In dynamic applications, where the measured object or the 3D sensor could be in motion, the measurement speed will become an important factor to be considered. Previously, people projected additional fringe patterns for absolute phase unwrapping, which slowed down the measurement speed. To achieve higher measurement speed, we developed a method to unwrap a phase pixel by pixel by solely using geometric constraints of the structured light system without requiring additional image acquisition. Specifically, an artificial absolute phase map $\Phi_{min}$, at a given virtual depth plane $z = z_{min}$, is created from geometric constraints of the calibrated structured light system, such that the wrapped phase can be pixel-by-pixel unwrapped by referring to $\Phi_{min}$. Since $\Phi_{min}$ is defined in the projector space, the unwrapped phase obtained from this method is an absolute phase for each pixel. Experimental results demonstrate the success of this proposed novel absolute-phase unwrapping method. However, the geometric constraint-based phase unwrapping method using a virtual plane is constrained in a certain depth range. The depth range limitations cause difficulties in two measurement scenarios: measuring an object with larger depth variation, and measuring a dynamic object that could move beyond the depth range. To address the problem of depth limitation, we further propose to take advantage of an additional 3D scanner and use additional external information to extend the maximum measurement range of the pixel-wise phase unwrapping method. The additional 3D scanner can provide a more detailed reference phase map $\Phi_{ref}$ to assist us to do absolute phase unwrapping without the depth constraint. Experiments demonstrate that our method, assisted by an additional 3D scanner, can work for a large depth range, and the maximum speed of the low-cost 3D scanner is not necessarily an upper bound of the speed of the structured light system. Assisted by Kinect V2, our structured light system achieved 53Hz with a resolution 1600 x 1000 pixels when we measured dynamic objects that were moving in a large depth range.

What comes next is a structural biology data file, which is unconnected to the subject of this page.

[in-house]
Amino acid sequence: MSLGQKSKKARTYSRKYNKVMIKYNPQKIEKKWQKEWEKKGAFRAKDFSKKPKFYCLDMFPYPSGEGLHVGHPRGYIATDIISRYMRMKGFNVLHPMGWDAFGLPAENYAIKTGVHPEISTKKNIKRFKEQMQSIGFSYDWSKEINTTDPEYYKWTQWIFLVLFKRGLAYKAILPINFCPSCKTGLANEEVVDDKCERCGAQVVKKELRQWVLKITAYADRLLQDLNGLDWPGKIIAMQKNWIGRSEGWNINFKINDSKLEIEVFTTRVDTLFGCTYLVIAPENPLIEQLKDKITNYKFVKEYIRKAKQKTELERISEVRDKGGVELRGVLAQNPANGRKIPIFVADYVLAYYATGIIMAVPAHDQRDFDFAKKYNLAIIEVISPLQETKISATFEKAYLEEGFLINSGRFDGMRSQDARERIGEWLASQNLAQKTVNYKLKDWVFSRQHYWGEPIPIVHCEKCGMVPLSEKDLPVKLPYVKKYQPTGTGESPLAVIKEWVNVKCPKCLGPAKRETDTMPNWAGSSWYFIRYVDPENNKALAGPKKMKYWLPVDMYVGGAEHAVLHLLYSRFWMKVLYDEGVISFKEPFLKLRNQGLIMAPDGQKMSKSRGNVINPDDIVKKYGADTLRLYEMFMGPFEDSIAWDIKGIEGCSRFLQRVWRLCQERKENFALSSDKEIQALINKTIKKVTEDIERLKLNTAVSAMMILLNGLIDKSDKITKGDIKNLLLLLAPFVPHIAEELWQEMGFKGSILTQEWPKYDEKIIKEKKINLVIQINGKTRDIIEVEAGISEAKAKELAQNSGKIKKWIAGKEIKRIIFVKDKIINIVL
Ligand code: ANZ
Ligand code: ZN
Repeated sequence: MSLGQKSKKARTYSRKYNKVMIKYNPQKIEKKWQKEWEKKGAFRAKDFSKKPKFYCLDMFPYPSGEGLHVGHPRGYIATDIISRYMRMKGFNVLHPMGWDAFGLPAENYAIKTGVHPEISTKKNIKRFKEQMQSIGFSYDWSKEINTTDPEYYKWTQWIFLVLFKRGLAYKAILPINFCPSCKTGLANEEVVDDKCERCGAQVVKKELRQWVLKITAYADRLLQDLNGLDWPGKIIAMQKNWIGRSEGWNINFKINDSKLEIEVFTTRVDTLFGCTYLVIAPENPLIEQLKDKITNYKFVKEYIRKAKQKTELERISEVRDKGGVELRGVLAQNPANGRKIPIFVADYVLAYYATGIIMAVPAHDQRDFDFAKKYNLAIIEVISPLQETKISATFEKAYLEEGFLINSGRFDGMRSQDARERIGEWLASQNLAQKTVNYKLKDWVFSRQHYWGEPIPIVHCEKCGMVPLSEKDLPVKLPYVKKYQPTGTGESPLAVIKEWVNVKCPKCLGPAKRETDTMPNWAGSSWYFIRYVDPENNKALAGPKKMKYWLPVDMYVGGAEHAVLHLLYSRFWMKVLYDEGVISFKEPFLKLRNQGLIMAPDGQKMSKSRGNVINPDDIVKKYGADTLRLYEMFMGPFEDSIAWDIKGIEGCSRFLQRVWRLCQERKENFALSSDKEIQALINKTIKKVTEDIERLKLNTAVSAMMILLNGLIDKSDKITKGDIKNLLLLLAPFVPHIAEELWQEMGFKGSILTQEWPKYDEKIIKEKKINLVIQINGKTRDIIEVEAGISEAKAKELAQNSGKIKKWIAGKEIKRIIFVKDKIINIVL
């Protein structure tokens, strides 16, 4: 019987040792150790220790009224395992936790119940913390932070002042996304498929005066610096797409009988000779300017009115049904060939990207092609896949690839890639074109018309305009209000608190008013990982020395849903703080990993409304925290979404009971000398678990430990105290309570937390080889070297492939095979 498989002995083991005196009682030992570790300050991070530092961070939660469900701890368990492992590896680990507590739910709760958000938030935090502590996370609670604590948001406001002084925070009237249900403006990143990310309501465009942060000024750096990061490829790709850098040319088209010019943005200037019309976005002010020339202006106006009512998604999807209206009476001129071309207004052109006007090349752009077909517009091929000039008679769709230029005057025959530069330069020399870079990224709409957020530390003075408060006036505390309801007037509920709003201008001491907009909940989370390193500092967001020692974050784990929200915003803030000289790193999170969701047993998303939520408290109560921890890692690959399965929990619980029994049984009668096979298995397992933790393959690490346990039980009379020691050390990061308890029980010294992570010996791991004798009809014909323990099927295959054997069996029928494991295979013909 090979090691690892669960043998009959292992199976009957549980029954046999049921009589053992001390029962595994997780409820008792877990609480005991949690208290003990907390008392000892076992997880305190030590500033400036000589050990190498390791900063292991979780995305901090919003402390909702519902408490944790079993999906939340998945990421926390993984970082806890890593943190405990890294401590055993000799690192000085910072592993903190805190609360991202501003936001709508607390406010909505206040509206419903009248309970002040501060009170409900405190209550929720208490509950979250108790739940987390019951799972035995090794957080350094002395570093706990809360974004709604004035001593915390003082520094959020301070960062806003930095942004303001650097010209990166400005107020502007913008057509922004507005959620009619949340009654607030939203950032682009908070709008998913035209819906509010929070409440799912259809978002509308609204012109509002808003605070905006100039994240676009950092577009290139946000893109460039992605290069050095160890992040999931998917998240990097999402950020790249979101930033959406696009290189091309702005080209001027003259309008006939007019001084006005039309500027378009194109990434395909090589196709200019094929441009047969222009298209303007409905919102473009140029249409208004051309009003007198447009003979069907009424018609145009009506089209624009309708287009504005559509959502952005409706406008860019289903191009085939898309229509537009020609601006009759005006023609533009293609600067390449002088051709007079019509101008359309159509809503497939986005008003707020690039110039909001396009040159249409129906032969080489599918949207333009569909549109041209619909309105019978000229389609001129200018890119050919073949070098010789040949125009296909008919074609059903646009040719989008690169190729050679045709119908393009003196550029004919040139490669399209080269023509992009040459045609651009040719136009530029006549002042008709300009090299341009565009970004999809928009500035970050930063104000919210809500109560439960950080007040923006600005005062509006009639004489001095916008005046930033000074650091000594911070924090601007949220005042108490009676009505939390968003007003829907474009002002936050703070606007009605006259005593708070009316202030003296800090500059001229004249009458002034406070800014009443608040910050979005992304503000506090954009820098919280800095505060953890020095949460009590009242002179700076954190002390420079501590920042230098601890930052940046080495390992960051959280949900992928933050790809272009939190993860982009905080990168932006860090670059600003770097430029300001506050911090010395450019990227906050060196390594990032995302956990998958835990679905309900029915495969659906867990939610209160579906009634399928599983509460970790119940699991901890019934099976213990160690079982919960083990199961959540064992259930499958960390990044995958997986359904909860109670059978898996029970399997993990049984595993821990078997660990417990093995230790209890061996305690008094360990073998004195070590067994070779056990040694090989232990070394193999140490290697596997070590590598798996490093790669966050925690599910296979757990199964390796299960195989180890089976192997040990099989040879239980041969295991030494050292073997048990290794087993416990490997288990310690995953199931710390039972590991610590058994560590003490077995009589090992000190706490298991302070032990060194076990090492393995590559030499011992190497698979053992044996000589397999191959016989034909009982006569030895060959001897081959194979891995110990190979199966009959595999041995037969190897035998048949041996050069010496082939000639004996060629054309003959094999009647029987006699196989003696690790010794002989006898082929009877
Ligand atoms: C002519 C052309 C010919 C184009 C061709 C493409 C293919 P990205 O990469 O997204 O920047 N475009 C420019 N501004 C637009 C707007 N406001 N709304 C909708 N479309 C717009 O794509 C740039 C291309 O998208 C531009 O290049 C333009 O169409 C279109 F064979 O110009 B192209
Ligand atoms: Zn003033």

In summary, we significantly advanced the 3D shape measurement technology for robots to have a more complete perception of the scene by enhancing the digital fringe projection technique in measurement scale (space domain), speed (time domain), and fusion with other modality information. This research can potentially enable robots to have a better understanding of the scene for more complicated tasks, and broadly impact many other academic studies and industrial practices.